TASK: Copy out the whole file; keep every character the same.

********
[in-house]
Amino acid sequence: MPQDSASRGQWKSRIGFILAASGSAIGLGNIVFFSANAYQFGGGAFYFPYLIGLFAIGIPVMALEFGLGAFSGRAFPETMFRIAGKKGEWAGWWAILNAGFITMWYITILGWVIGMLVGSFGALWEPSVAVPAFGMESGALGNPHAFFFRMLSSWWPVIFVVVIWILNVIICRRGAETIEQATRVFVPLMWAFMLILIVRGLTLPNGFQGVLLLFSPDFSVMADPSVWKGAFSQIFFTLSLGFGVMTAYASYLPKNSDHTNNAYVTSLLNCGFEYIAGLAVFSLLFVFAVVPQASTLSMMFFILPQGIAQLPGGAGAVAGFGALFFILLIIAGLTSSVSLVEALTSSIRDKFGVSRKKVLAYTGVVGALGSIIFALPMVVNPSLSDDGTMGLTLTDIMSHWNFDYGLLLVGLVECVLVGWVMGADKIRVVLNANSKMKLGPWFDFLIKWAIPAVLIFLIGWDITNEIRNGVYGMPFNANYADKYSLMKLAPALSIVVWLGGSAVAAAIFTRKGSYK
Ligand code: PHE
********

[in-house]
Amino acid sequence: MPQDSASRGQWKSRIGFILAASGSAIGLGNIVFFSANAYQFGGGAFYFPYLIGLFAIGIPVMALEFGLGAFSGRAFPETMFRIAGKKGEWAGWWAILNAGFITMWYITILGWVIGMLVGSFGALWEPSVAVPAFGMESGALGNPHAFFFRMLSSWWPVIFVVVIWILNVIICRRGAETIEQATRVFVPLMWAFMLILIVRGLTLPNGFQGVLLLFSPDFSVMADPSVWKGAFSQIFFTLSLGFGVMTAYASYLPKNSDHTNNAYVTSLLNCGFEYIAGLAVFSLLFVFAVVPQASTLSMMFFILPQGIAQLPGGAGAVAGFGALFFILLIIAGLTSSVSLVEALTSSIRDKFGVSRKKVLAYTGVVGALGSIIFALPMVVNPSLSDDGTMGLTLTDIMSHWNFDYGLLLVGLVECVLVGWVMGADKIRVVLNANSKMKLGPWFDFLIKWAIPAVLIFLIGWDITNEIRNGVYGMPFNANYADKYSLMKLAPALSIVVWLGGSAVAAAIFTRKGSYK
Ligand code: PHE